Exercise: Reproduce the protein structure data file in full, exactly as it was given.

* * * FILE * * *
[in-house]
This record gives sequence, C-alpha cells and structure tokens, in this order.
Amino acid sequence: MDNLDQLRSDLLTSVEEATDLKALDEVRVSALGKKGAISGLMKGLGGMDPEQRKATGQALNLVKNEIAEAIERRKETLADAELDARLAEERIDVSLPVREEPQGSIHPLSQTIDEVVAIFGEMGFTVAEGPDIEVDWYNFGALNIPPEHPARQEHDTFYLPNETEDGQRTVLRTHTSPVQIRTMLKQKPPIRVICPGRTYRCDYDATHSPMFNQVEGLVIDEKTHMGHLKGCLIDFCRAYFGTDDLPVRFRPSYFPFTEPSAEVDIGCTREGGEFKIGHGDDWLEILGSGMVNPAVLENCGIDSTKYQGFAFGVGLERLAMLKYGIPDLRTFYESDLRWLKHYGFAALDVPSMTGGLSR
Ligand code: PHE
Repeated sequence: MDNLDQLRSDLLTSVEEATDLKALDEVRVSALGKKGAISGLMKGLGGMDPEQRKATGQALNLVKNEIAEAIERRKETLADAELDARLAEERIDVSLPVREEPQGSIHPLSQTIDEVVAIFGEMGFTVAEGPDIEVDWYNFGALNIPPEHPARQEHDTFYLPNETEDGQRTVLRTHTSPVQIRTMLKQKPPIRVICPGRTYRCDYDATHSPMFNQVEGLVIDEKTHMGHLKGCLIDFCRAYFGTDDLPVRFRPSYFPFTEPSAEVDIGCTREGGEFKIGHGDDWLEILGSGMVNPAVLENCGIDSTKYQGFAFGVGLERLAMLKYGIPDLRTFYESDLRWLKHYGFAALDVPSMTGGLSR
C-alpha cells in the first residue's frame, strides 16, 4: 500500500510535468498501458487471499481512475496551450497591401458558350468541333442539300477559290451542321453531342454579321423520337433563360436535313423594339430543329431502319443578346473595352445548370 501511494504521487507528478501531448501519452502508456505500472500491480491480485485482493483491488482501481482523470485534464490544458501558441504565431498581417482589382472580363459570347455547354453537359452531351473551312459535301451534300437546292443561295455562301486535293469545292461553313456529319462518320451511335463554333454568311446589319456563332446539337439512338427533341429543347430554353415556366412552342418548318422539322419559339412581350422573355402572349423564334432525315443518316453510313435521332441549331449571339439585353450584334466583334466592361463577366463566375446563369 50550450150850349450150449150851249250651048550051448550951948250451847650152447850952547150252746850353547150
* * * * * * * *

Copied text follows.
[in-house]
This record gives sequence, C-alpha cells and structure tokens, in this order.
Amino acid sequence: MDNLDQLRSDLLTSVEEATDLKALDEVRVSALGKKGAISGLMKGLGGMDPEQRKATGQALNLVKNEIAEAIERRKETLADAELDARLAEERIDVSLPVREEPQGSIHPLSQTIDEVVAIFGEMGFTVAEGPDIEVDWYNFGALNIPPEHPARQEHDTFYLPNETEDGQRTVLRTHTSPVQIRTMLKQKPPIRVICPGRTYRCDYDATHSPMFNQVEGLVIDEKTHMGHLKGCLIDFCRAYFGTDDLPVRFRPSYFPFTEPSAEVDIGCTREGGEFKIGHGDDWLEILGSGMVNPAVLENCGIDSTKYQGFAFGVGLERLAMLKYGIPDLRTFYESDLRWLKHYGFAALDVPSMTGGLSR
Ligand code: PHE
Repeated sequence: MDNLDQLRSDLLTSVEEATDLKALDEVRVSALGKKGAISGLMKGLGGMDPEQRKATGQALNLVKNEIAEAIERRKETLADAELDARLAEERIDVSLPVREEPQGSIHPLSQTIDEVVAIFGEMGFTVAEGPDIEVDWYNFGALNIPPEHPARQEHDTFYLPNETEDGQRTVLRTHTSPVQIRTMLKQKPPIRVICPGRTYRCDYDATHSPMFNQVEGLVIDEKTHMGHLKGCLIDFCRAYFGTDDLPVRFRPSYFPFTEPSAEVDIGCTREGGEFKIGHGDDWLEILGSGMVNPAVLENCGIDSTKYQGFAFGVGLERLAMLKYGIPDLRTFYESDLRWLKHYGFAALDVPSMTGGLSR
C-alpha cells in the first residue's frame, strides 16, 4: 500500500510535468498501458487471499481512475496551450497591401458558350468541333442539300477559290451542321453531342454579321423520337433563360436535313423594339430543329431502319443578346473595352445548370 501511494504521487507528478501531448501519452502508456505500472500491480491480485485482493483491488482501481482523470485534464490544458501558441504565431498581417482589382472580363459570347455547354453537359452531351473551312459535301451534300437546292443561295455562301486535293469545292461553313456529319462518320451511335463554333454568311446589319456563332446539337439512338427533341429543347430554353415556366412552342418548318422539322419559339412581350422573355402572349423564334432525315443518316453510313435521332441549331449571339439585353450584334466583334466592361463577366463566375446563369 50550450150850349450150449150851249250651048550051448550951948250451847650152447850952547150252746850353547150